Khronos member Sensics has written a short piece on Virtual Reality (VR) standards: "Too early or long overdue?". Discussing existing and new standards, OSVR and OpenXR.
GPU Caps Viewer 1.34.0 adds the support of the latest GeForce GTX 1080 Ti, Radeon RX 580, RX 570 and RX 560 (based on Polaris 10/11 GPUs) as well as Radeon Pro WX 7100, WX 5100 and WX 4100. New Vulkan and OpenGL demos (based on GeeXLab engine) have been added in the 3D demos panel. GPU Caps Viewer is a graphics card information utility focused on the OpenGL, Vulkan, OpenCL and CUDA API level support of the main (primary) graphics card. Complete changelog is online.
Anvil is a cross-platform, open-source, MIT-licensed wrapper library for Vulkan, developed by AMD engineers. It has been designed with the goal of reducing the amount of time that developers need to spend in order to write a working Vulkan application from scratch. Learn more about Anvil or download the source code from Github.
Khronos Group member Futuremark has added Vulkan support to their 3DMark API Overhead feature test. You can now compare the API performance of Vulkan, DirectX 12, and DirectX 11 with one easy-to-use test.
Mozilla has submitted a proposal to the Khronos Group's WebGL Next Github proposal repository. From the README, "[Obsidian] is a low-level API that provides maximum feature set of the GPU to the web applications. The API is designed for WebAssembly, modern GPUs, and multi-threaded environment in mind." Read the complete proposal.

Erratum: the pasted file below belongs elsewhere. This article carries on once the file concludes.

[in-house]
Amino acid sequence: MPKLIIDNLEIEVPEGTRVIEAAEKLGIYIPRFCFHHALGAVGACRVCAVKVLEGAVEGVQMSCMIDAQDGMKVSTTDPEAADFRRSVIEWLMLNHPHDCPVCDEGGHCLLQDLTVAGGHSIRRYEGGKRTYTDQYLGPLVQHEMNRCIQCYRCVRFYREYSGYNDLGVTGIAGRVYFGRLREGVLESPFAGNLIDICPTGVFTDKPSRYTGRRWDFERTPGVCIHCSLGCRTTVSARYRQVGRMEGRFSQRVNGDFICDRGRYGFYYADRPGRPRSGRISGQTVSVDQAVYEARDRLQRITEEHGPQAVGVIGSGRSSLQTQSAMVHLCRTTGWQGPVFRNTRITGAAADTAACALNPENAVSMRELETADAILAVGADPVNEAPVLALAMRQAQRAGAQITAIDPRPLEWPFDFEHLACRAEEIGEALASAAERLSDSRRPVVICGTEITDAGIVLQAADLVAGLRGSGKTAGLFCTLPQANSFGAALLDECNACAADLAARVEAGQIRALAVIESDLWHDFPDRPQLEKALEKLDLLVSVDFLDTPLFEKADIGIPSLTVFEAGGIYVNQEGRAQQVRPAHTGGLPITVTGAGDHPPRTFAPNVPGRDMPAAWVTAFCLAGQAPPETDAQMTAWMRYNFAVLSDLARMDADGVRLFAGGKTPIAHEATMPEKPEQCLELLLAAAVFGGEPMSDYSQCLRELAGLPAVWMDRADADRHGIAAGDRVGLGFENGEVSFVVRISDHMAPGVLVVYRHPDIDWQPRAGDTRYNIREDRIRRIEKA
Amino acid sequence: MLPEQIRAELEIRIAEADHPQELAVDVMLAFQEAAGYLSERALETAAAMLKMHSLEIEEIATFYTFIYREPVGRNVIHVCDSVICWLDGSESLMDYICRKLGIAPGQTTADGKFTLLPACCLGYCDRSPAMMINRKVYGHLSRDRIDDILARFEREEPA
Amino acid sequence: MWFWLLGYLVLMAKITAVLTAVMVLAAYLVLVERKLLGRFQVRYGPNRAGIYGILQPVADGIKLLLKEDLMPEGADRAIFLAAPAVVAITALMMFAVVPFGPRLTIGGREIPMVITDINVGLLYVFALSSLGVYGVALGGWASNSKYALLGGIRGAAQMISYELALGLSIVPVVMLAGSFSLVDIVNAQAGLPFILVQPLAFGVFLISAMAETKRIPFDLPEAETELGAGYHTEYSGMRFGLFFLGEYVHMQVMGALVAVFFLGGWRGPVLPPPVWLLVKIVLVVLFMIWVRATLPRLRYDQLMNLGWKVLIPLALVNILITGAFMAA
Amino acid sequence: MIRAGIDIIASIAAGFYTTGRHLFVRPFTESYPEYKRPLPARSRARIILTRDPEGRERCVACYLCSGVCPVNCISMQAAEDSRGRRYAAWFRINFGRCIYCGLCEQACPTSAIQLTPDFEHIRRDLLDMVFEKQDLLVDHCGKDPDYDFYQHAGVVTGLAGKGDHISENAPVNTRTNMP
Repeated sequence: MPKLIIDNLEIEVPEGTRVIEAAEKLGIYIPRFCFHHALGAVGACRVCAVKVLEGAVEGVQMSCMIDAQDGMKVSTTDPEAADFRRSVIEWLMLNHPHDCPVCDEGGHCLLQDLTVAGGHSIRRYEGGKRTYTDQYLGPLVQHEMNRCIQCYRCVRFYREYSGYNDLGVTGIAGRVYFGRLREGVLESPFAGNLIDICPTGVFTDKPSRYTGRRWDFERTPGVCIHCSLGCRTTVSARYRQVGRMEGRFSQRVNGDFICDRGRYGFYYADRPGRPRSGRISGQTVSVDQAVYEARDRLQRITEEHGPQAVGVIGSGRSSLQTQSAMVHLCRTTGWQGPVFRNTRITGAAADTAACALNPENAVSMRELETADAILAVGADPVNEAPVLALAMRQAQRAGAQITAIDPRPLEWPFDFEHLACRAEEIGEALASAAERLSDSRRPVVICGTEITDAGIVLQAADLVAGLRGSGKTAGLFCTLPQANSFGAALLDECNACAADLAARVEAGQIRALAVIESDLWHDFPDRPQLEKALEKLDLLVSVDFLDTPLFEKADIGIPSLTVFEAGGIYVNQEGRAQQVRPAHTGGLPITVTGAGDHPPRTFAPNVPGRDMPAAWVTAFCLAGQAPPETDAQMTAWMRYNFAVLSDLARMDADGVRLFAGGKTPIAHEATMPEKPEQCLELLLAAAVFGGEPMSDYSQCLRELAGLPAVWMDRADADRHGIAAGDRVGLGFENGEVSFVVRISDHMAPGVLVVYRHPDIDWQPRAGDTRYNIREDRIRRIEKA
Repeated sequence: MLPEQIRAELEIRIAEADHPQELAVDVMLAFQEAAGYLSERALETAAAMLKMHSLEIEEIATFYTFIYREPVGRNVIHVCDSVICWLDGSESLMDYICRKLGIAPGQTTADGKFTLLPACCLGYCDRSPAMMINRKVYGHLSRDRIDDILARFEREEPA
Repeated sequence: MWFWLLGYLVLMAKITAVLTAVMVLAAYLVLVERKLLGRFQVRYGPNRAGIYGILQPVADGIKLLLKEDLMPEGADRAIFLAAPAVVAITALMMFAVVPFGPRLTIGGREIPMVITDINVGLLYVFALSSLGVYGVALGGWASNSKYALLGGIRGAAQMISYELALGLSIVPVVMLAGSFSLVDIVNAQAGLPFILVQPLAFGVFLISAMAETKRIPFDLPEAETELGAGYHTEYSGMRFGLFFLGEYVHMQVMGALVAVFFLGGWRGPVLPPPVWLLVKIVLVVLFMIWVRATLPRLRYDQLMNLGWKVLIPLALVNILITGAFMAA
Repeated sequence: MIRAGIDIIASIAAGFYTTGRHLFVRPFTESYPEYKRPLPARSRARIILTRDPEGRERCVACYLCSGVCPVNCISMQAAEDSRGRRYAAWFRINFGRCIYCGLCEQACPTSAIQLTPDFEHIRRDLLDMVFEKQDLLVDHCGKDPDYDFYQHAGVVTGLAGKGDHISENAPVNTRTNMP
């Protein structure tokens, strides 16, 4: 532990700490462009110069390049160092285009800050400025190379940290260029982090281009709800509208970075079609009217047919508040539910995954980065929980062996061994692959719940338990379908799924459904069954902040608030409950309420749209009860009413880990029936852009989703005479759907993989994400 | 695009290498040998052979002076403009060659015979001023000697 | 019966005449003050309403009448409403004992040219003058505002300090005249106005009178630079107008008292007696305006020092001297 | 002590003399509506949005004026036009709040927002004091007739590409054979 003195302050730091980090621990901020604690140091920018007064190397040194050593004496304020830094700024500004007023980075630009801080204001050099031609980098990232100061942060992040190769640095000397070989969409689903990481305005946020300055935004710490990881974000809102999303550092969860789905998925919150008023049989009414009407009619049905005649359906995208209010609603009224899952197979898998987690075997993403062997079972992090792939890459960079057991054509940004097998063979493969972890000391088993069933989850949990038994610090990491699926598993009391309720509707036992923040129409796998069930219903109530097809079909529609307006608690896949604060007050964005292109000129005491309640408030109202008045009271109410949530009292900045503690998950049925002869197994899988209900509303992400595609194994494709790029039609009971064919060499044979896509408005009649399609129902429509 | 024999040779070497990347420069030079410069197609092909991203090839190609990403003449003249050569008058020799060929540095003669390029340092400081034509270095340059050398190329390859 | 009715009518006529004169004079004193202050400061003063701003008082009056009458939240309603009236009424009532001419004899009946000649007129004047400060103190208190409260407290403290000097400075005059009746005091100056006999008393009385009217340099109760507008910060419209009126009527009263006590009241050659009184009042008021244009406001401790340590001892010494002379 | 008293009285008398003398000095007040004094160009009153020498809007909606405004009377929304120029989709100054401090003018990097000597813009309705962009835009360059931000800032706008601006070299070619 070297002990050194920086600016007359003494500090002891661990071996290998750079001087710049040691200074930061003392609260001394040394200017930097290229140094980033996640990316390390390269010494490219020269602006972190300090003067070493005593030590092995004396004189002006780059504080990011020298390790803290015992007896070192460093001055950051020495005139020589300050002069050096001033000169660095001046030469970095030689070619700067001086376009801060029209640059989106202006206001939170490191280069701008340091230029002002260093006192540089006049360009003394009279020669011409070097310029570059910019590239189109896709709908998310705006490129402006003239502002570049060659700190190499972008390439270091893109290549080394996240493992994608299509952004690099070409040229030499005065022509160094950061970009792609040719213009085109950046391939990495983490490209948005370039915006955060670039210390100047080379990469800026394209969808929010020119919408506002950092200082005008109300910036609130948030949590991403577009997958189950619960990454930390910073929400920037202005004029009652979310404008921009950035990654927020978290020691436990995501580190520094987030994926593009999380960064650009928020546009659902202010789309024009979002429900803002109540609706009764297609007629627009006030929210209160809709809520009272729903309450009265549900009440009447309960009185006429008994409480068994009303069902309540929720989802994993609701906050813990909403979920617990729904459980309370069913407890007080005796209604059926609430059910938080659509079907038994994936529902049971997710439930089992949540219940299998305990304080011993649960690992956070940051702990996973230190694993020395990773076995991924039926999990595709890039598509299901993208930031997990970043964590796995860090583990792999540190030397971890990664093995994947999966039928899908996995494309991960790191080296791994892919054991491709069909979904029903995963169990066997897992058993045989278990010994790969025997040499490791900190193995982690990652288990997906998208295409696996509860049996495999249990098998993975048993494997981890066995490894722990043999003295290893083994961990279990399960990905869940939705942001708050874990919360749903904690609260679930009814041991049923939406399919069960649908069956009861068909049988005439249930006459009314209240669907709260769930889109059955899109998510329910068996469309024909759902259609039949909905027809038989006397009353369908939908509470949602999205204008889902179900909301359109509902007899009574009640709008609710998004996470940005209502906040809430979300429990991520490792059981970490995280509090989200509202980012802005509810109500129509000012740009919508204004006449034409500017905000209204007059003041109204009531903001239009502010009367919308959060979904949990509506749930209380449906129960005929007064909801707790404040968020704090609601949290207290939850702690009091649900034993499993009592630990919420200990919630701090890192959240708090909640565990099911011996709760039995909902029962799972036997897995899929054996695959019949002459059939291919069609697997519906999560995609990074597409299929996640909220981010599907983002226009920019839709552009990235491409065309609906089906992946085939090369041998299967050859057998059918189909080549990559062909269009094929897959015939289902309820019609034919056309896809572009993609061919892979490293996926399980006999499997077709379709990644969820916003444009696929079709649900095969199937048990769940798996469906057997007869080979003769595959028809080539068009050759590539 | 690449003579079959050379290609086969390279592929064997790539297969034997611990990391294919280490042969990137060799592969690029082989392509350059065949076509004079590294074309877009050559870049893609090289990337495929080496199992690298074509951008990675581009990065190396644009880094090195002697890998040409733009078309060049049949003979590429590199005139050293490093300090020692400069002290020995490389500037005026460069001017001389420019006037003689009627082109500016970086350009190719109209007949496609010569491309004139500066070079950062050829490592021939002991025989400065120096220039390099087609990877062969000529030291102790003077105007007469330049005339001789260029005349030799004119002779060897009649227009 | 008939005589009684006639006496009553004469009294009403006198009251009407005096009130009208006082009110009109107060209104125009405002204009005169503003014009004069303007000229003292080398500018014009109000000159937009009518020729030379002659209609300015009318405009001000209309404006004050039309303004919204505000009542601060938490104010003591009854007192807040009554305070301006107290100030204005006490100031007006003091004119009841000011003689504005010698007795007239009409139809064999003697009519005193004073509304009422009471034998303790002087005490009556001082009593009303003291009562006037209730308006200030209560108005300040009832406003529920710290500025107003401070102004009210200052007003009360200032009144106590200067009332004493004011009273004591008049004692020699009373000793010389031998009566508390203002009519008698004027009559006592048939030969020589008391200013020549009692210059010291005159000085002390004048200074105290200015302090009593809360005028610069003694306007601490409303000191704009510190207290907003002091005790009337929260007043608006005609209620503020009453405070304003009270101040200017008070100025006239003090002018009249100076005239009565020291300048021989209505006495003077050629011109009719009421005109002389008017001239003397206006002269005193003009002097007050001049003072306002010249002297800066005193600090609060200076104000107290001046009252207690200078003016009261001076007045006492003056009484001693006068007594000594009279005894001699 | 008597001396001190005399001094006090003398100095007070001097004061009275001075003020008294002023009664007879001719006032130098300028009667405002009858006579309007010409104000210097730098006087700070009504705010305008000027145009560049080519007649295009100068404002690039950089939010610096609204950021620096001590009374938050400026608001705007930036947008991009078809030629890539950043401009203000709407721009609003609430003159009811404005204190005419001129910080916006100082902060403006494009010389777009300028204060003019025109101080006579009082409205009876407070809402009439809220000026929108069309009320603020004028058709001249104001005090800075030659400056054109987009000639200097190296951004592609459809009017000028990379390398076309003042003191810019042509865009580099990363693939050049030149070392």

At GDC 2017, in San Francisco during February, Khronos™ released several new Vulkan® extensions for cross-platform Virtual Reality rendering and multiple GPU access. This functionality has been initially released as KHX extensions to enable feedback from the developer community before being incorporated into final specifications. One key question that we have been asked since GDC is whether the Vulkan multi-GPU functionality is specifically tied to ship only on Windows 10.
• Tags: OpenCL
Cloud Imperium Games developer Ali Brown indicated that Star Citizen will be dropping DirectX support in favor of Vulkan. Specifically, Brown mentioned that CIG had been developing on DX11, with an intent to support DX12. However, because Vulkan enables single-API support for older version of Windows (and Linux) without sacrificing performance and features, the plan now is to move away from DirectX completely.